The only long drive on my final day in Bretagne was back up to Gare de Vannes at the day’s conclusion. On the other hand, a long boat ride did happen.
First we had a breakfast similar to the previous day. Those homemade jams are certainly good.
Then we did some R & R as we waited for the tide to be correct. You will remember that the tide passes into and out of the Golfe du Morbihan through a 1 km wide gap. And, all navigation is much easier when the tide is high.
We did not have to wait a long time. It is a quick walk to the port where their boat is kept. They opened up the boat and we set off.
First was out of Port Crouesty which means out into the Atlantic. But then immediately around to Port Navalo and through the mouth of the Golfe du Morbihan. Then we wound through some island towards the main area of the Golfe.
We went south of Île aux Moines, the largest island in the Golfe. Then north between Île aux Moines and Île d’Arz, the second largest island. This takes us up towards Arradon, which is on the mainland.
Just shy of Arradon, we go west to go between the mainland and Île aux Moines. The takes us back to the group of islands just inside the mouth of the Golfe. Through those islands and then out by Port Navalo. Finally around southeast to Port Crouesty and back into harbor.
It does not take long to describe, but it took a while in the boat. Fortunately, I was lent a hat as there were no clouds and the sun was shining brightly. And, while the temperature was not cool, there is always a breeze when moving in a boat. So, I got sun on my arms and in my face, but not enough to burn me thanks to the hat.
Back at the house, we have our lunch. We started with an apéro of a small glass of Port with some cut up cantaloupe. Very refreshing.
Next was huîtres (oysters) freshly bought and shucked (by Jean-Yves). Colette made a mignonette sauce to accompany them. I must have had eight or more.
Then we had langoustines. We tried some translations, but most did not really say anything. A French definition is petit crustacé dont la chair a bon goût. We might say prawns. In any event, Jean-Yves had boiled them in Court Bouillon, vegetable flavored broth. Then he made some mayonnaise which had quite a lot of mustard in it. He demonstrated opening them and pulling out the tail. I did OK, but he could not help himself to clean up a handful for me as I was so slow. Dipped in the mayonnaise they are very good. And, of course, they were bought on the day they were cooked. It is nice to be on the Atlantic in a port town.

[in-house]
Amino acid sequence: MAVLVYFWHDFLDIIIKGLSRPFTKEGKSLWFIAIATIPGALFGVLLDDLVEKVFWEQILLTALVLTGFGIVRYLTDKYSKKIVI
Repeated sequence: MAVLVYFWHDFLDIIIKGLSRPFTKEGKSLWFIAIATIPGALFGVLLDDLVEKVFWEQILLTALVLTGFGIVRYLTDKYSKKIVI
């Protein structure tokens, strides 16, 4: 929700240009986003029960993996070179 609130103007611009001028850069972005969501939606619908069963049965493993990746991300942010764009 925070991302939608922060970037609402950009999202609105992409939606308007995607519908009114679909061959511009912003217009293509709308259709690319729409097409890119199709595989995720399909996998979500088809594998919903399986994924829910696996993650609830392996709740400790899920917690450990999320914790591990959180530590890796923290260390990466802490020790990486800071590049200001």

Then the salad and fromage course. Same three cheeses as before. No problem with that! Everyone switched to red wine at this point; my hosts drank white for the seafood, of course.
The ending was fraises (strawberries). We ate outside their living room under an awning. What a nice pleasant meal.
Now for adventure. We drove, in Arzon, to Pointe du Petit Mont. This is yet another neolithic site. It is the top of a hill right by the ocean. You can clearly see all around in every direction.
Some 6,000 or so years ago, people built the stone mound at the hill’s top. It was enhanced in a couple of phases over a couple thousand years to be what it is today.
There were three burial chambers, but one has been destroyed. During WWII a concrete bunker was built inside the mound. I guess it was as strategic in the 1940s as 6,000 years ago. The bunker was dug and then concrete poured. This digging totally destroyed one of the burial chambers.
Another burial chamber is accessible only from the concrete bunker. It is low and has carved stones as the uprights and roof.
A third chamber is accessible from the outside. The topmost picture is this chamber’s entrance. This is also a low inward tunnel and then a bigger chamber. And also carved with symbols, feet, hands, etc.
The above shows the view to the right of the outside-accessible chamber.
This is around the mound showing its three tiers.
I continue to be amazed by the number of neolithic / megalithic artifacts in this region. Many of the islands in the Golfe du Morbihan had various ruins as well.
One sign explaining the region helped me understand a number of things. It showed the water level of the Golfe du Morbihan over the ages. Long ago, when people started the Petit Mont, most of what is now the Golfe was rolling fields. It was rising water levels that made it a gulf with islands. So, all of the ruins were not on isolated islands, but part of a continuous landscape. Constant was the height of where the Petit Mont is; it had an overview of all of the landscape.
Also, Vannes was not a port then. It was well inland. But, the river through Auray has always been there and Auray was a port even way back then. That explains Auray’s very old sea-oriented outlook. Vannes is a relative newcomer.
We had parked and walked up to the Petit Mont. We took a different trail down to the mouth of the Port Crouesty, by a small chapel, and then back to the car.
Next stop was a small and new park in Arzon. They are still building it and it is not fully grassed in as yet. They have put in exercise stations for people to use.
Finally, we went to Moulin de Pen Castel. There is a small bay off of the Golfe that has been closed off with a dam, a small dam serving as a roadway as well. Since there are tides, there is almost always a current across the dam. This mill used the current to drive a wheel to drive the milling stones.
After being home for a while, we took the loop up to Gare de Vannes for my TGV back to Paris. It was nicely on time and I said my goodbyes, boarded, and headed for Paris.
The same trick occurred in Rennes. They coupled the trains from Brest and Quimper together for the remainder of the journey to Paris Montparnasse.